In an embodiment of the invention, network DNA is determined for a computer network that taxonomically classifies the computer network. Network DNA may include derived network DNA components and raw network DNA components. Raw network DNA components may be acquired from local or remote sources. Each raw network DNA component may correspond to an attribute of the computer network. Derived network DNA components may be generated according to derived network DNA component specifications. Derived network DNA component specifications may reference raw network DNA components.
In an embodiment of the invention, network DNA determined for the computer network includes a network species component. In an embodiment of the invention, the network species component is capable of indicating network species classifications for computer networks. Network species classifications may include enterprise network, home network and public place network. Network species classifications may be determined as a function of network security, network management, network addressing, the network's intended use, and other attributes.
In an embodiment of the invention, one or more computers are connected to one or more computer networks. One or more network DNA stores may be configured to store network DNA for the computer networks. Network DNA stores may store network DNA history as well as current network DNA.
While the appended claims set forth the features of the invention with particularity, the invention and its advantages are best understood from the following detailed description taken in conjunction, with the accompanying drawings, of which:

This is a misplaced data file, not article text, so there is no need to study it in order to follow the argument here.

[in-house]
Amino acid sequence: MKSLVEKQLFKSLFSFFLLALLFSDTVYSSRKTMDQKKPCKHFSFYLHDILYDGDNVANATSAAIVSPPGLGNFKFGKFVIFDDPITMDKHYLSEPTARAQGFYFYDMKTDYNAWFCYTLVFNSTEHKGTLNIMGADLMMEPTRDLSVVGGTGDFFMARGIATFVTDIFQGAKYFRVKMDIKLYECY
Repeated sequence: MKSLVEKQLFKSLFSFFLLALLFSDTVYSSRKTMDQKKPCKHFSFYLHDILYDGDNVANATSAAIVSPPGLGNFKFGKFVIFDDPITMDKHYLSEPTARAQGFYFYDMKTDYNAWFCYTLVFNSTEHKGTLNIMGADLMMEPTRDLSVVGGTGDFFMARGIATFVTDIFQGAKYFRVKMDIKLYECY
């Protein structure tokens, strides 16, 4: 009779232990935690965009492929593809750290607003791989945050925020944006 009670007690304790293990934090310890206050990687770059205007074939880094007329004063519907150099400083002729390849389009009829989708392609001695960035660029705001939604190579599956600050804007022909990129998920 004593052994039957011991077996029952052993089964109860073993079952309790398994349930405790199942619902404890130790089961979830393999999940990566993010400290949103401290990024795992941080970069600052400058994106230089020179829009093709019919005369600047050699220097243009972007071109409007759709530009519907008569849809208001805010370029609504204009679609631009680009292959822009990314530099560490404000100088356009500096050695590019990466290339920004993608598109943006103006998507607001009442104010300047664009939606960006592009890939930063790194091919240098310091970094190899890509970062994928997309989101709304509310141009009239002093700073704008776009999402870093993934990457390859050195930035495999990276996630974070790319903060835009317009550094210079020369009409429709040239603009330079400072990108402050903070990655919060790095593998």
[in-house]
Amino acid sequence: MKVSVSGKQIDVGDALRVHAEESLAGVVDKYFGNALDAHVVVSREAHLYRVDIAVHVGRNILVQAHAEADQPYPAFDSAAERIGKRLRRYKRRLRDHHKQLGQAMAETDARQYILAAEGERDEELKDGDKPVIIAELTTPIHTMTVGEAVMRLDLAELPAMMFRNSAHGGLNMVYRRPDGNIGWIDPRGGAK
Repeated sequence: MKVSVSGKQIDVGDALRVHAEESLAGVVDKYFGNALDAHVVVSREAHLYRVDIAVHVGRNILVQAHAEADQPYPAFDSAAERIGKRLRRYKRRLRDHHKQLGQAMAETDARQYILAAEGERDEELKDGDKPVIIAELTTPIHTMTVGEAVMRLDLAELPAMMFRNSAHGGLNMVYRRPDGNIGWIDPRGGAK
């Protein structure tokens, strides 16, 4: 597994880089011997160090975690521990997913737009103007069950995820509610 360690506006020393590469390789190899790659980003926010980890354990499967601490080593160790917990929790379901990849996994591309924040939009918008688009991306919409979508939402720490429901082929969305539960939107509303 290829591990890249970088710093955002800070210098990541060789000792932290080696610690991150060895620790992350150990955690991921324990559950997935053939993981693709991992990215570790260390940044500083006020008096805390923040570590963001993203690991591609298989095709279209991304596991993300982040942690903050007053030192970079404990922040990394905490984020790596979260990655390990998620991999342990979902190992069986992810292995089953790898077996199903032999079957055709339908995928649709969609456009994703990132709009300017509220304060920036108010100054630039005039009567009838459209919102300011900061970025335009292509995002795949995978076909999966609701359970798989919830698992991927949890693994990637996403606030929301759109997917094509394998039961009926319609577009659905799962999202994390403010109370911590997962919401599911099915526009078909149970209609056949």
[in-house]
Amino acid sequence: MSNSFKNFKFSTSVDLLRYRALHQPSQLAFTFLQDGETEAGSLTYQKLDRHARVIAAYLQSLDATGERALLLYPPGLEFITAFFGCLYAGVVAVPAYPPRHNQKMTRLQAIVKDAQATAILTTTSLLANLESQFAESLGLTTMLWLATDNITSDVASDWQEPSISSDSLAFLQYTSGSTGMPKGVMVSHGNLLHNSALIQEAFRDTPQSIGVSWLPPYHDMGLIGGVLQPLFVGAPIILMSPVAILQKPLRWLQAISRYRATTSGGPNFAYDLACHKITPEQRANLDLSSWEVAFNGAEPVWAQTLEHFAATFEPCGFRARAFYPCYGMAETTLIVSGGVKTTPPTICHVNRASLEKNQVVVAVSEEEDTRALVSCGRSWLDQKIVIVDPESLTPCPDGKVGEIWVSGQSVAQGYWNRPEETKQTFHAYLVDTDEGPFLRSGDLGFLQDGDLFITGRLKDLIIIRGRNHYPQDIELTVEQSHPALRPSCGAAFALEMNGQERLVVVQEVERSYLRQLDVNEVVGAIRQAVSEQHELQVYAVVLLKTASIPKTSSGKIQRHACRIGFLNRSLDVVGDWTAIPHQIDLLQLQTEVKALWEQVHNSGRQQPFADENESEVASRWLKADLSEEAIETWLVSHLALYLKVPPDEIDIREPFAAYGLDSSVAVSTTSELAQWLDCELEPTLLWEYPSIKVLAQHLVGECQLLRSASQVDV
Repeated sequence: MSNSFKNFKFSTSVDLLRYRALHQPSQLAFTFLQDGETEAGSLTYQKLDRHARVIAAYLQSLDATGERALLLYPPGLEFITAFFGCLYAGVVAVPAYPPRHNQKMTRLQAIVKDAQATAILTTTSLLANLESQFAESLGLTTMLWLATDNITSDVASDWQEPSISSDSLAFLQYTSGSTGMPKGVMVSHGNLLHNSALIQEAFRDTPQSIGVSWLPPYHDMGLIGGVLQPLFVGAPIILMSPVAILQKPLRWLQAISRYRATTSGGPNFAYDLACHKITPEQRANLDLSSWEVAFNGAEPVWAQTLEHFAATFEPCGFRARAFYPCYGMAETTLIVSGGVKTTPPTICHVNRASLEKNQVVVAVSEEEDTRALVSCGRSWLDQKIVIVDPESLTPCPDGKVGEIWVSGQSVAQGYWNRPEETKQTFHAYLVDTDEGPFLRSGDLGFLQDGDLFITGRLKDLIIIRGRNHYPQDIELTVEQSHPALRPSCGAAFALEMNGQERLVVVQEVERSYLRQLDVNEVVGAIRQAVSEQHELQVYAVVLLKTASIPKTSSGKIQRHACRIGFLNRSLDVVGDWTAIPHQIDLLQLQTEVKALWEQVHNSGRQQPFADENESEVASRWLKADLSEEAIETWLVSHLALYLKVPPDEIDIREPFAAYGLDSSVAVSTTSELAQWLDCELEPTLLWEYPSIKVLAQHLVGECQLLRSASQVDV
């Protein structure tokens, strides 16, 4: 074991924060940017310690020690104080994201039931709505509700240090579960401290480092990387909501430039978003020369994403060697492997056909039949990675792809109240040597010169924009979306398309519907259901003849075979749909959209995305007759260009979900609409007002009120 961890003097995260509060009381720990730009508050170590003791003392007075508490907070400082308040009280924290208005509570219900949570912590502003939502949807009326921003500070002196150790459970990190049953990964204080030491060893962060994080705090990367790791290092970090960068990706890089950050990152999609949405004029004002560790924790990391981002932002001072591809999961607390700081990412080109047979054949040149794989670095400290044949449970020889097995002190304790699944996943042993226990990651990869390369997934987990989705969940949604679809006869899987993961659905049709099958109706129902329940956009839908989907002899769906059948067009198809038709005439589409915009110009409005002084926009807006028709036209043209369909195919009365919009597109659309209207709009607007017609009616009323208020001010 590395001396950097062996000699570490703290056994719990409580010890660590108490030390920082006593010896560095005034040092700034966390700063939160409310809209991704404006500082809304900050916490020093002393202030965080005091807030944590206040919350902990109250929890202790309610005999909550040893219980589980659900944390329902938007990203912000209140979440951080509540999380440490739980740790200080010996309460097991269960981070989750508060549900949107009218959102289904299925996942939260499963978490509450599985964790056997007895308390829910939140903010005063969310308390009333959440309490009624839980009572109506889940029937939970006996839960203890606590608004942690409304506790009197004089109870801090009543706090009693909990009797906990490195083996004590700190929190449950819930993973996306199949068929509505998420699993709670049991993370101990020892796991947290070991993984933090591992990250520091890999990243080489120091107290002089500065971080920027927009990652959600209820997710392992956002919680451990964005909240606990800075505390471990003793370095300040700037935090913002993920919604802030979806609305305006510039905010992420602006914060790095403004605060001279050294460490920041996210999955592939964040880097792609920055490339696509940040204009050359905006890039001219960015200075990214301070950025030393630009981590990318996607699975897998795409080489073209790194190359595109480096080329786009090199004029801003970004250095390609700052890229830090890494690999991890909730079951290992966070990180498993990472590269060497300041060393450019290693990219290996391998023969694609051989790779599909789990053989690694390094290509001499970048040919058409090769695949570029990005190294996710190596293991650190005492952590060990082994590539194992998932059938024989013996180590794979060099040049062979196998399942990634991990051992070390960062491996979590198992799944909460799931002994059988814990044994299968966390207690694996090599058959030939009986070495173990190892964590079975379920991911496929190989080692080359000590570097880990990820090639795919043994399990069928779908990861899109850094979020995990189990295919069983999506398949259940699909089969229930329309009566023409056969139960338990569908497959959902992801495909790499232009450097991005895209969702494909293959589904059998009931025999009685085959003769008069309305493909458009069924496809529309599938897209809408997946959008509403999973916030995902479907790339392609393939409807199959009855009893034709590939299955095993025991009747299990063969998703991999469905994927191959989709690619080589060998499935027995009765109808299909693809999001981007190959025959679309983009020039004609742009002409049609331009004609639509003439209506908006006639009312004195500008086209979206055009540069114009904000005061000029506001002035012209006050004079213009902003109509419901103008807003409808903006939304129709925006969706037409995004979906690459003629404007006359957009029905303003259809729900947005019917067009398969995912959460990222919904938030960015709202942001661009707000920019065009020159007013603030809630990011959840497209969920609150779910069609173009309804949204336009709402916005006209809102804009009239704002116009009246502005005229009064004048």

Prior to proceeding with a description of the various embodiments of the invention, a description of a computer in which the various embodiments of the invention may be practiced is now provided. Although not required, the invention will be described in the general context of computer-executable instructions, such as program modules, being executed by a computer. Generally, programs include routines, objects, components, data structures and the like that perform particular tasks or implement particular abstract data types. The term “program” as used herein may connote a single program module or multiple program modules acting in concert. The terms “computer” and “computing device” as used herein include any device that electronically executes one or more programs, such as personal computers (PCs), hand-held devices, multi-processor systems, microprocessor-based programmable consumer electronics, network PCs, minicomputers, tablet PCs, laptop computers, consumer appliances having a microprocessor or microcontroller, routers, gateways, hubs and the like. The invention may also be employed in distributed computing environments, where tasks are performed by remote processing devices that are linked through a communications network. In a distributed computing environment, programs may be located in both local and remote memory storage devices.
The computer 102 may also have additional features/functionality. For example, computer 102 may also include additional storage (removable 110 and/or non-removable 112) including, but not limited to, magnetic or optical disks or tape. Computer storage media includes volatile and non-volatile, removable and non-removable media implemented in any method or technology for storage of information, including computer-executable instructions, data structures, program modules, or other data. Computer storage media includes, but is not limited to, RAM, ROM, EEPROM, flash memory, CD-ROM, digital versatile disk (DVD) or other optical storage, magnetic cassettes, magnetic tape, magnetic disk storage or other magnetic storage devices, or any other medium which can be used to stored the desired information and which can be accessed by the computer 102. Any such computer storage media may be part of computer 102.